The electrical conductivity of phospholipid films as an iodine-sensing mechanism.
The d.c. electrical conductivity of dry phospholipid films is increased by some 8-11 orders of magnitude by the adsorption of iodine vapor. The conductivity of these films has been found to increase as a function of iodine 'vapor pressure' and the quantitative relationship between electrical conductivity and the adsorbed iodine has been determined. Films composed of phospholipids with unsaturated hydrocarbon chains are some three orders of magnitude more electrically conductive than are films of phospholipids containing saturated hydrocarbon chains. Optical spectroscopic measurements show the development of absorption bands centered near 294 nm and 365 nm, upon iodine adsorption. These bands are much more intense for unsaturated phospholipids than for saturated ones. X-ray diffraction studies show that exposure to iodine decreases the thickness of phospholipid bilayers containing unsaturated hydrocarbon chains but does not change the thickness of bilayers containing only saturated chains. The electrical response of the lipid films, upon exposure to iodine, suggests their possible use as iodine sensors.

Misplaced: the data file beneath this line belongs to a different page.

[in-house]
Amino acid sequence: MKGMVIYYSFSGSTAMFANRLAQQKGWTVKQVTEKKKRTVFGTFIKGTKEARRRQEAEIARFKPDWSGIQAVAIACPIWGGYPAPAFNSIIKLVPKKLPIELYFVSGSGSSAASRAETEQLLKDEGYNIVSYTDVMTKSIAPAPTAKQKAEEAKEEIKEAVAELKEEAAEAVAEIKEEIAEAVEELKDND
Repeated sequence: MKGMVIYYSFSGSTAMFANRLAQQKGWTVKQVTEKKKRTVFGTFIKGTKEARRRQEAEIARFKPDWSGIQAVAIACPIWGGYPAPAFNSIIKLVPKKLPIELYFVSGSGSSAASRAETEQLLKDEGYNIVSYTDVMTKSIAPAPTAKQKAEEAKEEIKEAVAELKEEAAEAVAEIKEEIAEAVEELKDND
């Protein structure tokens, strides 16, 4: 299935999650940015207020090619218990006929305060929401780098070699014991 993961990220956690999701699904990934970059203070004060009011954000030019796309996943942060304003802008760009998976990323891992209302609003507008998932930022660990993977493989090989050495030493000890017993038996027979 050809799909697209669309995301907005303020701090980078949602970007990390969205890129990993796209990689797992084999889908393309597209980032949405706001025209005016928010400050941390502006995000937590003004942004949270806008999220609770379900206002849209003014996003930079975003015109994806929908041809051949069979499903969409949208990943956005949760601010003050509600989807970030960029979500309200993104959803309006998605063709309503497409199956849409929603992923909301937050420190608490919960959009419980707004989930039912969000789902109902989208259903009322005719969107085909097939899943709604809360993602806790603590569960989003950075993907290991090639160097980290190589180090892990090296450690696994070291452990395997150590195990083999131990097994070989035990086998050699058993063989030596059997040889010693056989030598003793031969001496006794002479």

Jendrasiak, GL; Madison, GE; Smith, R; McIntosh, TJ
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